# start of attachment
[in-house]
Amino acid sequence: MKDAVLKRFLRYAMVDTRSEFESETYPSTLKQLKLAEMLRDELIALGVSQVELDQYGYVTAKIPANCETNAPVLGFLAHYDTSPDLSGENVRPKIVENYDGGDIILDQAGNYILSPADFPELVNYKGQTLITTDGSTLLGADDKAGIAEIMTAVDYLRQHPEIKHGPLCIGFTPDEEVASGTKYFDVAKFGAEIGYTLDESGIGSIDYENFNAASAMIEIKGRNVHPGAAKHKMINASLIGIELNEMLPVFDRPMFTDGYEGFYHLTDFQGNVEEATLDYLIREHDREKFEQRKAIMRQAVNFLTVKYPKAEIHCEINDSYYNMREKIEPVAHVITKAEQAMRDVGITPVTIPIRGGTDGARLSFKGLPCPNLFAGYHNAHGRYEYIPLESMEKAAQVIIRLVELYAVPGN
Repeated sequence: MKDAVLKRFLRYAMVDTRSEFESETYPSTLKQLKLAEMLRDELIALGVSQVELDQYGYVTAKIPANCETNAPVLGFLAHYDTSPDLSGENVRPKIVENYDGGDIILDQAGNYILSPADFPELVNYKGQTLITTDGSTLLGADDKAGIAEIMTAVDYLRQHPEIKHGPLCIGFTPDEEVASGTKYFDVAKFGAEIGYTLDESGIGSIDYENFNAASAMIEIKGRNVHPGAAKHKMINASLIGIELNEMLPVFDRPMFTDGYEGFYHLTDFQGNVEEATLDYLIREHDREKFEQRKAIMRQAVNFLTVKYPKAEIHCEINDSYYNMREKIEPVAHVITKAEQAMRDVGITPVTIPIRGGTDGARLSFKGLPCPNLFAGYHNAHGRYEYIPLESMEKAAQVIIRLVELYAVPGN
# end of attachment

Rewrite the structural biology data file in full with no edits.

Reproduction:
[in-house]
Amino acid sequence: MKDAVLKRFLRYAMVDTRSEFESETYPSTLKQLKLAEMLRDELIALGVSQVELDQYGYVTAKIPANCETNAPVLGFLAHYDTSPDLSGENVRPKIVENYDGGDIILDQAGNYILSPADFPELVNYKGQTLITTDGSTLLGADDKAGIAEIMTAVDYLRQHPEIKHGPLCIGFTPDEEVASGTKYFDVAKFGAEIGYTLDESGIGSIDYENFNAASAMIEIKGRNVHPGAAKHKMINASLIGIELNEMLPVFDRPMFTDGYEGFYHLTDFQGNVEEATLDYLIREHDREKFEQRKAIMRQAVNFLTVKYPKAEIHCEINDSYYNMREKIEPVAHVITKAEQAMRDVGITPVTIPIRGGTDGARLSFKGLPCPNLFAGYHNAHGRYEYIPLESMEKAAQVIIRLVELYAVPGN
Repeated sequence: MKDAVLKRFLRYAMVDTRSEFESETYPSTLKQLKLAEMLRDELIALGVSQVELDQYGYVTAKIPANCETNAPVLGFLAHYDTSPDLSGENVRPKIVENYDGGDIILDQAGNYILSPADFPELVNYKGQTLITTDGSTLLGADDKAGIAEIMTAVDYLRQHPEIKHGPLCIGFTPDEEVASGTKYFDVAKFGAEIGYTLDESGIGSIDYENFNAASAMIEIKGRNVHPGAAKHKMINASLIGIELNEMLPVFDRPMFTDGYEGFYHLTDFQGNVEEATLDYLIREHDREKFEQRKAIMRQAVNFLTVKYPKAEIHCEINDSYYNMREKIEPVAHVITKAEQAMRDVGITPVTIPIRGGTDGARLSFKGLPCPNLFAGYHNAHGRYEYIPLESMEKAAQVIIRLVELYAVPGN